The following examples, excerpts from one of the letters of the young servant girl Pamela to her parents, serve to illustrate the focus on the allegedly involuntary expression of emotions: I screamed, ran to the bed, and Mrs. Jervis screamed too [ ]. I found his hand in my bosom, and when my fright let me know it, I was ready to die; I sighed, screamed and fainted away. And still he had his arms about my neck; [ ] I knew nothing more of the matter, one fit followed another, till about three hours after, I found myself in bed, and Mrs.

Jervis sitting up on one side [ ] Greenfield For the difference between words describing emotions and words expressing them i. Such implicit descriptions of emotions become more intricate in later novels. In Henry Mackenzie s The Man of Feeling , or in Sterne s novels, the focus is often on the description of the stimulus, such as a beautiful woman or a strange face, and on the effects this stimulus has on the character in question. This can be exemplified by the way Yorick, the narrator of Laurence Sterne s Sentimental Journey and a typical and capricious man of feeling, reacts to an imagined blush of a woman: I thought she blushed the idea of it made me blush myself we were quite alone; and that super-induced a second blush, before the first could get off.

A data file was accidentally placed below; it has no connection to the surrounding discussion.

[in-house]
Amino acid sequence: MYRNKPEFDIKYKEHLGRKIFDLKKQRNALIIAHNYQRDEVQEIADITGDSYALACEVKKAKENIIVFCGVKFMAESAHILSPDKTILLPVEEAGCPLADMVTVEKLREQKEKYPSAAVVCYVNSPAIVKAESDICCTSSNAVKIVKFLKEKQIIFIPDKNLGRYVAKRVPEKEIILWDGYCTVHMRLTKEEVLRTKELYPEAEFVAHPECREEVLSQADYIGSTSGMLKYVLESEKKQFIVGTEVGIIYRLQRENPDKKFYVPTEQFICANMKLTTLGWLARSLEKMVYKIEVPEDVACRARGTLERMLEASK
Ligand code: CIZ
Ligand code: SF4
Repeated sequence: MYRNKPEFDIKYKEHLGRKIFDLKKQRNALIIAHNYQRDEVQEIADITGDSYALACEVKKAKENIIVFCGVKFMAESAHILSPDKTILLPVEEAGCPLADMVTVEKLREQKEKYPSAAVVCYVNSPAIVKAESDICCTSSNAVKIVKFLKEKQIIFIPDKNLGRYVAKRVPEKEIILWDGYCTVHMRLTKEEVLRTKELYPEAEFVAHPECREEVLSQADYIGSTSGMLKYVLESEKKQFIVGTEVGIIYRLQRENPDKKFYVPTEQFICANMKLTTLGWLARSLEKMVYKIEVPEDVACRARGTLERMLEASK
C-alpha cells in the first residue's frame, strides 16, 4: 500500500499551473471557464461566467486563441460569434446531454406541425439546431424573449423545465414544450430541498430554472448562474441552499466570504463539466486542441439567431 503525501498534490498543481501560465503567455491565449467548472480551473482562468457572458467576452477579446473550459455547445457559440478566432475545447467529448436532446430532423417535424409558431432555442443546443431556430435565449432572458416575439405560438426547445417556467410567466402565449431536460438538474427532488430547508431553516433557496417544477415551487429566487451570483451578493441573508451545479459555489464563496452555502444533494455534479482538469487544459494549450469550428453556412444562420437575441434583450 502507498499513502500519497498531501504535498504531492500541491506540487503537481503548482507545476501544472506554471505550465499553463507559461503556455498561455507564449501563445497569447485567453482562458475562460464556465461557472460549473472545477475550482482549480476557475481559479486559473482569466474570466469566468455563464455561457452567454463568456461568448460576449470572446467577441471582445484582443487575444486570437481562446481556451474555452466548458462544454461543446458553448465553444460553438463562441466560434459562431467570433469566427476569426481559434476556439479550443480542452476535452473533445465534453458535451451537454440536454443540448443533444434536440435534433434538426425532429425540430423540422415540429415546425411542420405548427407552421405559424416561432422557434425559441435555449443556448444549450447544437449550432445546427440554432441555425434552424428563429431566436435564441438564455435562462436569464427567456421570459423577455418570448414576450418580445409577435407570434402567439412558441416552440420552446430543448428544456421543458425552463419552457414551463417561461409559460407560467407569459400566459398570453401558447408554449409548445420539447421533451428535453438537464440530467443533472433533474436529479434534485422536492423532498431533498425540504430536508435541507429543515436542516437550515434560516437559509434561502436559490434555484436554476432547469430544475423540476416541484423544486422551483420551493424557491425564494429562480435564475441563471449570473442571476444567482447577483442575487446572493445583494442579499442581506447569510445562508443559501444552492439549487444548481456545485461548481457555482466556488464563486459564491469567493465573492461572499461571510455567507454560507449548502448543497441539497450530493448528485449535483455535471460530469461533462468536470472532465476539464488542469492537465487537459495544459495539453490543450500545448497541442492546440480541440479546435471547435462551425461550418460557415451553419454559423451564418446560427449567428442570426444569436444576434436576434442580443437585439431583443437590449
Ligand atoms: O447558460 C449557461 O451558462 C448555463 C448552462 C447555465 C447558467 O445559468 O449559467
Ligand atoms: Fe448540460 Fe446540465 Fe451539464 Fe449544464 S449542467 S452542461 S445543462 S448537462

The sensitive nerves, which were held to be the precondition of refined and tender feelings, and the blood that causes the blush seem to be more interesting to the narrator than any description or analysis of his emotions. This shying away from analysis is more pronounced in a second quote from this novel: The poor monk blushed as red as scarlet [ ].

I blushed in my turn; but from what movements, I leave to the few who feel to analyse. A preliminary word count of the three exemplary novels mentioned above seems to indicate that in later novels, such as The Sentimental Journey and The Man of Feeling, there is a surprising rise in the use of the word emotion or feeling, the exact meaning of which has to be gauged by the reader: Sterne Ibid. The numbers for the key words include all derivations such as sad, sadly, sadness. I occurrence per words Sentimental Journey occurrence per words Man of Feeling occurrence per words Emotion 0,11 0,73 1,91 Feeling 0,32 10,73 9,81 Tear 4,84 0,49 3,82 Blush 0,63 3,17 1,64 Tremble 2,63 0,98 0,55 Anger 5,16 0,24 0,55 Sadness 8,32 1,22 1,91 Joy 2,42 2,2 2,18 There is no overall tendency with regard to the number of occurrences describing bodily expressions of emotions that there are more blushes than tears in The Sentimental Journey, in contrast to the situation in Pamela, might well be due to the particularities of the story in the latter: the incarcerated Pamela, who is in danger of being raped by Mr.